United States of America, Appellee, v. Chukwune Ivonye, Defendant-appellant, 30 F.3d 275 (2d Cir. 1994)Annotate this Case
Henriette D. Hoffman, New York City (Legal Aid Soc., on the brief), for defendant-appellant.
Stanley J. Okula, Brooklyn, NY (Zachary W. Carter, U.S. Atty., Edgardo Ramos, Asst. U.S. Atty., on the brief), for appellee.
Before: NEWMAN, Chief Judge, PIERCE and LEVAL, Circuit Judges.
JON O. NEWMAN, Chief Judge:
This appeal from a conviction in a narcotics case raises the issue whether a defendant's offense level should be calculated on the basis of the type and amount of narcotics actually possessed or only on such less serious type and such lesser amount as the defendant reasonably believed was possessed. We recently resolved that issue in favor of a calculation based on the type and quantity actually possessed, see United States v. De Velasquez, 28 F.3d 2 (2d Cir. 1994). We write briefly in this case only to emphasize that, in an appropriate case, the De Velasquez ruling does not preclude consideration of a downward departure.
Chukwune Ivonye appeals from the October 21, 1993, judgment of the District Court for the Eastern District of New York (Raymond J. Dearie, Judge) convicting him, on his guilty plea, of importation of heroin, in violation of 21 U.S.C. § 952(a) (1988). Upon his arrival from Nigeria at John F. Kennedy International Airport, Ivonye was discovered to be carrying 336.5 grams of heroin concealed in his shoes. During his plea allocution, Ivonye claimed that the person who had recruited him to smuggle drugs into the United States had told him that the shoes contained 250 grams of cocaine. Judge Dearie ruled that the offense level should be calculated on the basis of the type and quantity of drugs actually possessed, which, after adjustments, yielded a sentencing guideline range of 30 to 37 months. Declining in the exercise of discretion to make a downward departure, Judge Dearie sentenced Ivonye to 30 months' imprisonment.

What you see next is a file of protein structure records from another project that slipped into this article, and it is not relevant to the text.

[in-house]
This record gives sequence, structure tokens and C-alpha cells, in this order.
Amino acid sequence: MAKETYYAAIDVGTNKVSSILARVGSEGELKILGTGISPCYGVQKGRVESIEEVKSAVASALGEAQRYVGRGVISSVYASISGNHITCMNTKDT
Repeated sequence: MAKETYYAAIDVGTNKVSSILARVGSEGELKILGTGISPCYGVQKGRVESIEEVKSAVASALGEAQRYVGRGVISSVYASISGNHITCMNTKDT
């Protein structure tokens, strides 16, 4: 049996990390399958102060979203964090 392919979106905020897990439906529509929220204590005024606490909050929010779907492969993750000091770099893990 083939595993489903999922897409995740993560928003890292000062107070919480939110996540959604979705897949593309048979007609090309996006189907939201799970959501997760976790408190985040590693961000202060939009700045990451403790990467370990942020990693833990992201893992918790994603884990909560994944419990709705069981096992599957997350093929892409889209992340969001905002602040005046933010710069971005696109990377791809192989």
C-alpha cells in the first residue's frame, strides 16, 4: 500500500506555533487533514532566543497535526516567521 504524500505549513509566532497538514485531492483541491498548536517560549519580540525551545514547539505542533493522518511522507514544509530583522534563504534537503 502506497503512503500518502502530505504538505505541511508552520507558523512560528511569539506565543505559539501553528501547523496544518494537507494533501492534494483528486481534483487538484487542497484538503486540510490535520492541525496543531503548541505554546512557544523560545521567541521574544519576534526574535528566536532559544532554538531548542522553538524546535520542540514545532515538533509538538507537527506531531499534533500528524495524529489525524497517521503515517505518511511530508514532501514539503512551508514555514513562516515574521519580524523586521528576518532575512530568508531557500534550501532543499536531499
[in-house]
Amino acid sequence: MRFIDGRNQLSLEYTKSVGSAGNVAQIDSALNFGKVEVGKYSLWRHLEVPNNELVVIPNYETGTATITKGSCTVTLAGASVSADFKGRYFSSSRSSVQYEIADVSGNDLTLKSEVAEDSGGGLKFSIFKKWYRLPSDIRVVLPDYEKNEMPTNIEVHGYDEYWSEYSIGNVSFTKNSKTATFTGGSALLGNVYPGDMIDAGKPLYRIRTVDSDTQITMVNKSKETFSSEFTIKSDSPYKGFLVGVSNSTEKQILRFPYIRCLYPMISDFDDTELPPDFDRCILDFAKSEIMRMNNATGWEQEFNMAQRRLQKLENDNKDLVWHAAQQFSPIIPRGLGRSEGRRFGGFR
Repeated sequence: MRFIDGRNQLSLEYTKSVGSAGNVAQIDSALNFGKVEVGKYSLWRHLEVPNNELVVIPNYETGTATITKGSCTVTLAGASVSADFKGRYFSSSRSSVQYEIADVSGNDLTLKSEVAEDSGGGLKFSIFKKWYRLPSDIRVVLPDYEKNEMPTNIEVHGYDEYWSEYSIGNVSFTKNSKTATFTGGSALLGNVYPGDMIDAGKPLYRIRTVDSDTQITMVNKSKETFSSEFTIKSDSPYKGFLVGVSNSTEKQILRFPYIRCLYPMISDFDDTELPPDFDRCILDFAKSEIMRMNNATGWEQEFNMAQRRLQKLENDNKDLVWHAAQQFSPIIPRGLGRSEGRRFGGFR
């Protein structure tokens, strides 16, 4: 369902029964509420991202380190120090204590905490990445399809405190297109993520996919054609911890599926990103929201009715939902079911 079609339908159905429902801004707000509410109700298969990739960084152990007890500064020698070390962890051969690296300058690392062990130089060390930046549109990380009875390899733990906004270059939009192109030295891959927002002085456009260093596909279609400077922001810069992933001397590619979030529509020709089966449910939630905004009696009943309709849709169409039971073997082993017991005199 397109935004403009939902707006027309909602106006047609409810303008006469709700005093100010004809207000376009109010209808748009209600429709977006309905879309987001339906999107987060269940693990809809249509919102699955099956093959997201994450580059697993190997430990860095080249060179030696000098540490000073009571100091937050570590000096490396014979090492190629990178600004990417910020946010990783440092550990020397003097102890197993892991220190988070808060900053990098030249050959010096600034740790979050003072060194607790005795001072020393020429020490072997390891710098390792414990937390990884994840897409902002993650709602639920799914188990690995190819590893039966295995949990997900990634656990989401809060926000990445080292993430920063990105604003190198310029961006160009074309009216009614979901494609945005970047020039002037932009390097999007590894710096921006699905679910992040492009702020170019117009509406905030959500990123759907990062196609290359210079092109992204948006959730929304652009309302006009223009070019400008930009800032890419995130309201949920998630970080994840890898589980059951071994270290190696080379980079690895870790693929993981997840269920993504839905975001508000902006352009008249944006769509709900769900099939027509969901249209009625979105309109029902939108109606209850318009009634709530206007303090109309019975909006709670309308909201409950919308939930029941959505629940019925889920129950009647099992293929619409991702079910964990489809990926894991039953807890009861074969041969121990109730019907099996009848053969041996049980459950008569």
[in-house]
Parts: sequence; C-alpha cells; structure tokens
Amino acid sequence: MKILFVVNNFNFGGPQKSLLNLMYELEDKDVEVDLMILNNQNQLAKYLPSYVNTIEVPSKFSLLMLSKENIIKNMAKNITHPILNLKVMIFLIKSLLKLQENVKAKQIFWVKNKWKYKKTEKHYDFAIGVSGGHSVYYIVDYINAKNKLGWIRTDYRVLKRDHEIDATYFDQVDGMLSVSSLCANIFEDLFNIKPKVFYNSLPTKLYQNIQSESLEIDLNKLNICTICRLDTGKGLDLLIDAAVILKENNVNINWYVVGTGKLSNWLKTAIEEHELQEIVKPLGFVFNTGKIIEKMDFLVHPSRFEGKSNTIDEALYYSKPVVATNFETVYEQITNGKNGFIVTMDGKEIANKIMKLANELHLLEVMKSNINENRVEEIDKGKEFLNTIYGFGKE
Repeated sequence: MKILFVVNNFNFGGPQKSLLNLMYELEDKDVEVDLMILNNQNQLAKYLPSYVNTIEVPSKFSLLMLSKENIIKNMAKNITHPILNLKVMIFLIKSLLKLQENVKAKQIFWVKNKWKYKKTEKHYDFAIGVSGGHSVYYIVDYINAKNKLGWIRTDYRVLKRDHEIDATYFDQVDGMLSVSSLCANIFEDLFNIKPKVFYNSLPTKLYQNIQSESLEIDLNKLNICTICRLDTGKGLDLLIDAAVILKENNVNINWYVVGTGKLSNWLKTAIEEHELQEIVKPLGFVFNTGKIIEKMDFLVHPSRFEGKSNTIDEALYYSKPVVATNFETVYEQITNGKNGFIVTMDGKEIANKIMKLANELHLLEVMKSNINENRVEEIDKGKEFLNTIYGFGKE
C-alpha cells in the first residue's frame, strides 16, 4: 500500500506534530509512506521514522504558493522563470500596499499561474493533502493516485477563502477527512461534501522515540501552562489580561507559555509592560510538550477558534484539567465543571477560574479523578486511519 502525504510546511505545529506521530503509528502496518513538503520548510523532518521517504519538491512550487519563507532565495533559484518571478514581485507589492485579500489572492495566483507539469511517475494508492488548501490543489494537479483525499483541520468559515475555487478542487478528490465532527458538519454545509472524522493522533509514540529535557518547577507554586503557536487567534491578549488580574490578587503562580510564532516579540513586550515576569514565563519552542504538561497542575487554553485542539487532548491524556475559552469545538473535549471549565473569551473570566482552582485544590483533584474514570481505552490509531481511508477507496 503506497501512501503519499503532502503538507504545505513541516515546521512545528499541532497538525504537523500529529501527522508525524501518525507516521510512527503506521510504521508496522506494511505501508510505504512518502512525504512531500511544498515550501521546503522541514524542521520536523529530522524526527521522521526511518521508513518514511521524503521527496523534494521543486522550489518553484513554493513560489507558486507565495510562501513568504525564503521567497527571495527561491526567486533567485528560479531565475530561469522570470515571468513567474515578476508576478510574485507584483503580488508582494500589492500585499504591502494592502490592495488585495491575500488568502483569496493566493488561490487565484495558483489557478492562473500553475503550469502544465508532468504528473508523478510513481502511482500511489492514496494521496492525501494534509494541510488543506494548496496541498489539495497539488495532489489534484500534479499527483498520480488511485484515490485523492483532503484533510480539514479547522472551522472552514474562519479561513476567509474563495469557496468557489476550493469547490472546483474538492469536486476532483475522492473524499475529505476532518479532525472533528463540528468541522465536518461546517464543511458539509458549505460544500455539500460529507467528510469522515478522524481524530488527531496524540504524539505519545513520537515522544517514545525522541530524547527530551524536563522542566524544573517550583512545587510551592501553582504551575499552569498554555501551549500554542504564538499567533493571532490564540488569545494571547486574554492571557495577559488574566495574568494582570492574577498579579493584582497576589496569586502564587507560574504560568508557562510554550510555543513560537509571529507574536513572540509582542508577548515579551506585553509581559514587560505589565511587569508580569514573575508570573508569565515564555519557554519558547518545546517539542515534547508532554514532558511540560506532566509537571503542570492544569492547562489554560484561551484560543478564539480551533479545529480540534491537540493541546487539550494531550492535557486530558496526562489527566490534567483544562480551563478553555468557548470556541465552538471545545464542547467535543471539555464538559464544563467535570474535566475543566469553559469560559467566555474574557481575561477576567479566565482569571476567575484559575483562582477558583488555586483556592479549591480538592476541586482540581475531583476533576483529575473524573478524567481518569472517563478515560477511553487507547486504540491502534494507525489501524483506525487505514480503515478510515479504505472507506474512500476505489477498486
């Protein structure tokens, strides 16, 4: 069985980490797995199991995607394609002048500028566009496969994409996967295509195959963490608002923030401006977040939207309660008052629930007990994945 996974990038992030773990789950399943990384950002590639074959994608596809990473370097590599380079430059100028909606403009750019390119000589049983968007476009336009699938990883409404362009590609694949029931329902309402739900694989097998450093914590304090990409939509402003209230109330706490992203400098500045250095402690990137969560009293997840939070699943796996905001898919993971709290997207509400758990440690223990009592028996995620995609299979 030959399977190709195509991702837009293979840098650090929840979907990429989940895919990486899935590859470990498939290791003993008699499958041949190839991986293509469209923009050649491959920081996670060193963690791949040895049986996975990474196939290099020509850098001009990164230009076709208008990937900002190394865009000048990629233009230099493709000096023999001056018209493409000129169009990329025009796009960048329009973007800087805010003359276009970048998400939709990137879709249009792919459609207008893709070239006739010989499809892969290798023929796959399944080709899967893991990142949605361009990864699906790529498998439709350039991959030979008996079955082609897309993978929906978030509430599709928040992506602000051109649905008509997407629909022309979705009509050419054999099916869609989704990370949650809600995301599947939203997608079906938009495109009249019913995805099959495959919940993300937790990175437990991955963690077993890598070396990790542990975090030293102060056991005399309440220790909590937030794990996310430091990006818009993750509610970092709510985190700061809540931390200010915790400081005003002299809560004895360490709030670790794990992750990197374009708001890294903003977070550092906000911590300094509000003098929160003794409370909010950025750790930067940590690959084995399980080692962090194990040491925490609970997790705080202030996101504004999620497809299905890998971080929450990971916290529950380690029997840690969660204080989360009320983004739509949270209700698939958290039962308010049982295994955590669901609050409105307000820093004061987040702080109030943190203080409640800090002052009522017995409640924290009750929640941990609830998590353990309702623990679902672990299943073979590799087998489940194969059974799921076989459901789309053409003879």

Though the argument for sentencing on the basis only of the type and quantity of narcotics that the defendant reasonably believed was possessed has been forcefully stated, see United States v. Cordoba-Hincapie, 825 F. Supp. 485 (E.D.N.Y. 1993); United States v. Ekwunoh, 813 F. Supp. 168 (E.D.N.Y.), rev'd on other grounds, 12 F.3d 368 (2d Cir. 1993), our recent De Velasquez decision makes clear that "as a general proposition, a defendant may be sentenced for the entire quantity of drugs in his possession even if the total quantity was not foreseeable." 28 F.3d at 3.
We have noted, however, that in an appropriate case, a significant gap between the amount of drugs actually possessed and the amount reasonably foreseeable might justify a downward departure. See United States v. Imariagbe, 999 F.2d 706, 708 (2d Cir. 1993) (referring to "an unusual situation in which the gap between belief and actuality was so great as to make the Guideline grossly unfair in application, meriting at least a downward departure...."); see also De Velasquez, 28 F.3d at 6. That exception does not aid Ivonye. The difference between 336.5 grams of heroin and 250 grams of cocaine is not so significant as to justify a departure. Since Judge Dearie did not act under a misapprehension as to his departure authority, his decision not to depart is unreviewable on appeal. See United States v. Whittaker, 999 F.2d 38, 43 (2d Cir. 1993).
The judgment of the District Court is affirmed.